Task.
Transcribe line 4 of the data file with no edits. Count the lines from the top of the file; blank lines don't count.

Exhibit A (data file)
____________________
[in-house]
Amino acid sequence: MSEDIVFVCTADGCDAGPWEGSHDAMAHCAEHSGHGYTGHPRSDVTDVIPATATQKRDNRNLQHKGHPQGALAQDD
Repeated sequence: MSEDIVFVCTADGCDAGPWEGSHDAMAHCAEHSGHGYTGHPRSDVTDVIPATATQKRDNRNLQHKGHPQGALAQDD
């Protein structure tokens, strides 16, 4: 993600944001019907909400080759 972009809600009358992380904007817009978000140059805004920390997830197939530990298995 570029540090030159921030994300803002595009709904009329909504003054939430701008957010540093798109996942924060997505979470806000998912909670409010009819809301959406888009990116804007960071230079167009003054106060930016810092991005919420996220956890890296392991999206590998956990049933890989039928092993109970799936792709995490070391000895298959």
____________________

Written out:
């Protein structure tokens, strides 16, 4: 993600944001019907909400080759 972009809600009358992380904007817009978000140059805004920390997830197939530990298995 570029540090030159921030994300803002595009709904009329909504003054939430701008957010540093798109996942924060997505979470806000998912909670409010009819809301959406888009990116804007960071230079167009003054106060930016810092991005919420996220956890890296392991999206590998956990049933890989039928092993109970799936792709995490070391000895298959």